A Ghost Story evoked in me the feeling of memory trapped in a place, the feeling of my father in my childhood home. I feel him walking in the halls, I see his footsteps passing between rooms, his presence on the deck he hand-built in our backyard, and on the cement post by it, with his initials and the date he carved into it.

And I think about how I hold on to the physicalization of memory, how I’m trapped by it and how it holds me hostage. Yes, it would be easier to sell a huge house, to move on, to downsize. Yes, we should donate all of his clothing, throw some more stuff out. Yes, the physical notes my father left behind are powerful signifiers of his existence. Though I rarely look at them, I’m comforted just knowing they’re there. I would smell his favorite hat after he passed away, his scent triggering memories and making him more alive. His notes and photos are the first things I’d save if the house was burning down. And yet, I fantasize about getting rid of it all.

In Lowery’s film, Affleck does not haunt Mara in the clichéd way we’ve seen in horror films. Instead, he watches her mourn from afar. In an almost five-minute single take, the ghost watches his widow collapse onto the kitchen floor and violently eat her emotions in the form of a huge pie. He stands, watching, pained by her journey through sadness and growth, even as she considers other relationships, as she slowly moves on. And his concern isn’t his memory living on in a grand sense; it’s solely the life of their connection.

Affleck’s ghost has his own personal growth. In holding on to his home, trapped, with the hope of his widow’s return, time passes. Realizing she’s gone, perhaps forever, he’s forced to come to terms with physical connections disappearing. A helpless presence, he watches as time passes in front of him and his surroundings change. And it’s all more dramatic for him, because decades melt away and he’s left with nothing to hold on to but his memories of a time and a life gone by.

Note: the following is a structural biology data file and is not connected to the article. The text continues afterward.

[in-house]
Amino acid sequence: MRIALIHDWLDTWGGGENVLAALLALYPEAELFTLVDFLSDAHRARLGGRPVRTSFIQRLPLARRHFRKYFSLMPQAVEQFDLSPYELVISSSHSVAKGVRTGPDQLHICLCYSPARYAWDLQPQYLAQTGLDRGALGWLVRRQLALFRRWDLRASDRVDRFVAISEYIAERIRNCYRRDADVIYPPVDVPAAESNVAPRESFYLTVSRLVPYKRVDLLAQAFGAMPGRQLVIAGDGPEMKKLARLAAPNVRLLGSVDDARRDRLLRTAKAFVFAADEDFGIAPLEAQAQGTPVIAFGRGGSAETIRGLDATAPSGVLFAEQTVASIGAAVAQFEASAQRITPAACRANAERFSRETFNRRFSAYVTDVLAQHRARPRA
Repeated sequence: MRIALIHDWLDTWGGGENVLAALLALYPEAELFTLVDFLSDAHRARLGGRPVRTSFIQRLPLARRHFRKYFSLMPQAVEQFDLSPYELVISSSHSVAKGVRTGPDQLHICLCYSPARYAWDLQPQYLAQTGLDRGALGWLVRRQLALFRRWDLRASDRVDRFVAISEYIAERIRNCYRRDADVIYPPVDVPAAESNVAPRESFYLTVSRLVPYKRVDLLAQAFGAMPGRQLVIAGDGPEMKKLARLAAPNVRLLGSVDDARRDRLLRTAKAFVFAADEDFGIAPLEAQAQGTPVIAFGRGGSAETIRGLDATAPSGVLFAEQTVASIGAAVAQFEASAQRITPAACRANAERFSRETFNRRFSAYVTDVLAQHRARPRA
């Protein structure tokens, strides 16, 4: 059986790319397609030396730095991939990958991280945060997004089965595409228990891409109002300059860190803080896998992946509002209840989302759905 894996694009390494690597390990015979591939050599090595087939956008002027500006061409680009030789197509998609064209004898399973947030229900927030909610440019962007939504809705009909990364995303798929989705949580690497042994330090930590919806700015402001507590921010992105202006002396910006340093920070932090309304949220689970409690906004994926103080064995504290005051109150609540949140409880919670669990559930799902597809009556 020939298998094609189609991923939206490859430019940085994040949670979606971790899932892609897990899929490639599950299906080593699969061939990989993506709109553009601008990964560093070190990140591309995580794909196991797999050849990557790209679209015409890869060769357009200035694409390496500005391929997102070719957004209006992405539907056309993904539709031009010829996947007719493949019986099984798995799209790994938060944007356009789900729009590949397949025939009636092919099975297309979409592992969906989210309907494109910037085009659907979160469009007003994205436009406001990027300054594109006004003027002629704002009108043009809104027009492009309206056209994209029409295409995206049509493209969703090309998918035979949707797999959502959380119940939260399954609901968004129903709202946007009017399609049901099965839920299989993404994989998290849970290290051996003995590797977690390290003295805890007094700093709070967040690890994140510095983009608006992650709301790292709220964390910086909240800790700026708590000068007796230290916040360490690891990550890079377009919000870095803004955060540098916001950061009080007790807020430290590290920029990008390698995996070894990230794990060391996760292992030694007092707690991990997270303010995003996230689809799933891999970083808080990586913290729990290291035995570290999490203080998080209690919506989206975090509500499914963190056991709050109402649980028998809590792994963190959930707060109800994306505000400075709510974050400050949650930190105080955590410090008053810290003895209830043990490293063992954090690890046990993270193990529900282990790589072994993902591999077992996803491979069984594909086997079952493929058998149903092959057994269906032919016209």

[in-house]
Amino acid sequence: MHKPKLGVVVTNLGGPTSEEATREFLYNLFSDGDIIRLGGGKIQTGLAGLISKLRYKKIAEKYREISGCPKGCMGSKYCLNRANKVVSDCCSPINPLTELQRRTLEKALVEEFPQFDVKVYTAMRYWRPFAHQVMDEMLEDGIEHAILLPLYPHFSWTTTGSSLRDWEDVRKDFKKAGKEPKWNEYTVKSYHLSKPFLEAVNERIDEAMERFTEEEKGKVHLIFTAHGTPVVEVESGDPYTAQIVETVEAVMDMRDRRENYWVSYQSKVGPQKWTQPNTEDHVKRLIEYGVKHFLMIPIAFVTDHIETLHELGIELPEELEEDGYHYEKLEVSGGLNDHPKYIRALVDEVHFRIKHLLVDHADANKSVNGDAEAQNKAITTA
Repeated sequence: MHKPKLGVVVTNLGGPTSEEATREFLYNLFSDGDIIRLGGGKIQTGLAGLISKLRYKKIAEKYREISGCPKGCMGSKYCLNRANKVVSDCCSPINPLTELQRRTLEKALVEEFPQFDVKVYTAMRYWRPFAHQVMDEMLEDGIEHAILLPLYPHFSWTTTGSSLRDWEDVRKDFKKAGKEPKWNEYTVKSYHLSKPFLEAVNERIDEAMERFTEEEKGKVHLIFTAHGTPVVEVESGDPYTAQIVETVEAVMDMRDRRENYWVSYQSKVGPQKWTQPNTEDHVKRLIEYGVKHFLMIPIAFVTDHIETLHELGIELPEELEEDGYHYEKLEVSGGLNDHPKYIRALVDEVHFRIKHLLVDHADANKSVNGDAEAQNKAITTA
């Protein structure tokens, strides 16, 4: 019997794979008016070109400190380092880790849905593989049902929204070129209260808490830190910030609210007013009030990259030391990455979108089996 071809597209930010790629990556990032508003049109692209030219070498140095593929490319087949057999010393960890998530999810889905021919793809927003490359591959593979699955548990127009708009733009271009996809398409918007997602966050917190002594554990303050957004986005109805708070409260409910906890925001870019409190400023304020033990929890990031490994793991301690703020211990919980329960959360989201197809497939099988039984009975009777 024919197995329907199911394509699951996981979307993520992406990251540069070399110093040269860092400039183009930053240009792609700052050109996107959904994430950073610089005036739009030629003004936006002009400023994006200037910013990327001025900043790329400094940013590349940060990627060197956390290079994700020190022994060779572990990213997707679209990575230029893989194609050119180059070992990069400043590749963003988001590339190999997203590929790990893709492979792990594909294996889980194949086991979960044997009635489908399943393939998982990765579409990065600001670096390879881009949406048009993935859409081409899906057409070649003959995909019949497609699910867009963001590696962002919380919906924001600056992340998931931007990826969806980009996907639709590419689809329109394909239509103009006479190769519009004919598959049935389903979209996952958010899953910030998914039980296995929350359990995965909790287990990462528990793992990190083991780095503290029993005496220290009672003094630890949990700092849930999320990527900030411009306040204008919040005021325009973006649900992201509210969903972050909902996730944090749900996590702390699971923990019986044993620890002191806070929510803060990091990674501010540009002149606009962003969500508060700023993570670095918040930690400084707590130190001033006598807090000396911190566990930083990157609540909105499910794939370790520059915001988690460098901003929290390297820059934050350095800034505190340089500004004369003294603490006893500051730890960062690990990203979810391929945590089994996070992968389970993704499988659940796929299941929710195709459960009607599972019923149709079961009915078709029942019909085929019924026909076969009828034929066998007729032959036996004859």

My childhood home will probably not always be there; notes and photos will get lost or destroyed; and after I’m gone, they will be forgotten. Lowery’s film suggests that no matter how much time passes, or what physically changes around us, memory will always exist, and just maybe those thoughts are something tangible. It’s a comforting notion.

As Casey Affleck’s ghost roamed the house, and as his surroundings in the same space evolved over the past and future, I thought of my father, roaming our house. I thought of how I, too, wander the house he built, searching for memories and metaphoric notes. The beautiful thought that A Ghost Story evoked in me is that we’re not only ghosts once we die. Strangely, Casey Affleck’s performance under a white sheet woke up in me the idea that sometimes we’re ghosts in our own lives, looking for connection, wanting to feel closer to those we love, through shared memory and experience in the past, present, and future.

Victoria Negri is a Brooklyn-based filmmaker and actor. Her directorial debut, Gold Star, which she also wrote and stars in, world premiered at the Buffalo International Film Festival in October 2016, where it won the Audience Award, and is continuing on the film festival circuit. For more on Gold Star, visit: goldstar-film.com.